Just Because…

Blackmatta asked for a discussion of the word “because”. Well, the squeaky wheel gets the oil, so here it is, BM!

Because as a Conjunction

Let’s begin by reviewing some basics.

  • A conjunction is a word that joins two things.
  • A clause is a group of words with a subject and a verb.
  • When one sentence gives a cause or reason, and the next sentence gives the effect or result (of that cause or reason), these two sentences are related in what we callacause-and-effectrelationship.

Now we are ready to describe “because” as follows:

  • “Because” is a conjunction that joins two clauses in a cause-and-effect relationship.
  • The clause beginning with “because” is the “cause” clause, and the other clause is the “effect” clause.

The “because” clause (aka “cause” clause) may be at the beginning or end of the sentence with no change in meaning.

Here are some examples of “because” used at the beginning of a sentence.

  1. Because he was tired, he immediately went to sleep after coming home.
  2. Because she was pretty, many boys wanted to date her.
  3. Because he was famous, the reporters gathered around him to ask questions.
  4. Because Blackmatta asked for this lesson, Teacher Lee created it.

Using Example #1 above, I can use the effect clause to ask a question in a couple of different ways:

  • Why did he go to sleep immediately after coming home?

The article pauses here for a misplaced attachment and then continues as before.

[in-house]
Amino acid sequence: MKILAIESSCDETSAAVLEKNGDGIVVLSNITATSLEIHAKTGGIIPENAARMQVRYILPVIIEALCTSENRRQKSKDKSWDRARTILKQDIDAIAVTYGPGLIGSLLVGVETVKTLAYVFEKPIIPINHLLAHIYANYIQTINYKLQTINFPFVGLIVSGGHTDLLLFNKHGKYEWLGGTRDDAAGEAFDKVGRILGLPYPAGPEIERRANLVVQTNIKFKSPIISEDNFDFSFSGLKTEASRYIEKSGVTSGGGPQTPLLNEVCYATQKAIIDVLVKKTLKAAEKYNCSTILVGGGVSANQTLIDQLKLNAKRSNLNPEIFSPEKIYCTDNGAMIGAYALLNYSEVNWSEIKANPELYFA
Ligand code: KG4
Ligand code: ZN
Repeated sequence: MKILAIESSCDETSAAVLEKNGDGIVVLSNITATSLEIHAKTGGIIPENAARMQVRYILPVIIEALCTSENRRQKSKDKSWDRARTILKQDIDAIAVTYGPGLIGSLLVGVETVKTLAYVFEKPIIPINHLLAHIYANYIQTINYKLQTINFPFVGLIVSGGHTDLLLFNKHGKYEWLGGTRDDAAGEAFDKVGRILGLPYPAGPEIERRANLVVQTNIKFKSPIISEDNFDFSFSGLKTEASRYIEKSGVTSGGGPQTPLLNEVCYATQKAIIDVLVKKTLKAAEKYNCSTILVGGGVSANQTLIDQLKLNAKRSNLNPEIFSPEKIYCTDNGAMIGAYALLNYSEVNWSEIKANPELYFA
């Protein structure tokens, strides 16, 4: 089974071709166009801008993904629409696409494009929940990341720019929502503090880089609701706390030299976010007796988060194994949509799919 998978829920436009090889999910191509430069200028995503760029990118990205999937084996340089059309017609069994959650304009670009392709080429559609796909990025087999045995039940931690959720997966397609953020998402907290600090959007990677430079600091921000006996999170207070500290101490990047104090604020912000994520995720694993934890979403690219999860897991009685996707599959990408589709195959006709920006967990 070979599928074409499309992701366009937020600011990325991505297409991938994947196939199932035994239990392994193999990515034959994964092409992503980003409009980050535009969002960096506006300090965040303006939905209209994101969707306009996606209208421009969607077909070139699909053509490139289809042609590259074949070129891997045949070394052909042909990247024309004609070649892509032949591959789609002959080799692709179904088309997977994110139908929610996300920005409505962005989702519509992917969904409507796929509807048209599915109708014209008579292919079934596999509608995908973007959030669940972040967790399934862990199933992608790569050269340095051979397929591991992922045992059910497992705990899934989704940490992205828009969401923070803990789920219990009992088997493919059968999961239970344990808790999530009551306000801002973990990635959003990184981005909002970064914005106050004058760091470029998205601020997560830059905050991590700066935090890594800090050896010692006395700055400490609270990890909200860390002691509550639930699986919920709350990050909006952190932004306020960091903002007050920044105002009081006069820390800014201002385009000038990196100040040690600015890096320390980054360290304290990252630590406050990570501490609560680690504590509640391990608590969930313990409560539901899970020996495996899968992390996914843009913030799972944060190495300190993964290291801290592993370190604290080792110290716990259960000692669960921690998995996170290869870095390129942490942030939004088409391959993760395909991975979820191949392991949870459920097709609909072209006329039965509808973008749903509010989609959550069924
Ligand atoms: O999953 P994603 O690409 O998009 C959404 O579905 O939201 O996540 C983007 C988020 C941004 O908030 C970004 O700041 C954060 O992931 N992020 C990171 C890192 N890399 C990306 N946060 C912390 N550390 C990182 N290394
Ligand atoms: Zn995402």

• What is the reason that he went to sleep immediately after coming home?

Using Example #1 above, I can answer these questions using the cause clause in several ways:

  • Because he was tired. (incomplete sentence but commonly used informal answer)
  • He was tired.
  • He was tired. That’s why.
  • The reason (that) he went to bed immediately after coming home was that he was tired. (noun clause used as “direct object” or predicate; reason = he was tired)

Now let’s rewrite the 4 examples above with the because clause at the end of the sentence:

  1. He immediately went to sleep after coming home because he was tired.
  2. Many boys wanted to date her because she was pretty.
  3. The reporters gathered around him to ask questions because he was famous.
  4. Teacher Lee created it because Blackmatta asked for this lesson.

Note that Example #4 needs to be revised because “it” is used before “lesson”. These need to be switched (swapped) for clarity:

4. Teacher Lee created this lessonbecause Blackmatta asked for it.

Just Because

What if I do something for no particular reason (I just felt like doing it on an impulse), and someone asks me why I did it? => “Why did you do that?”

In this case, we may answer with any of the following:

  • “Just because. “
  • “I did it just because.”
  • “No reason.”

Common Punctuation Error Made by Students

Note that, when because is used at the end of the sentence in a true cause-and-effect relationship, there is NO COMMA before “because”.

There may be some cases where a “because” clause is used at the end of a sentence but it is NOT a true cause-and-effect relationship for the preceding clause. In this case, to show this fact, a COMMA must be used. Here are some examples of “false” cause-and-effect relationships.

  1. I know President Obama is visiting my city, because my daughter told me so.
  2. I know she is pregnant, because her boyfriend told me last month.

Why are the commas above needed? To show that these “because” clauses are NOT true cause-and-effect relationships. Answer these questions:

  1. Why is President Obama visiting my city?Oh, he is visiting because my daughter told me he was visiting.

    Is this the real reason he is visiting? No. He is visiting for some other reason.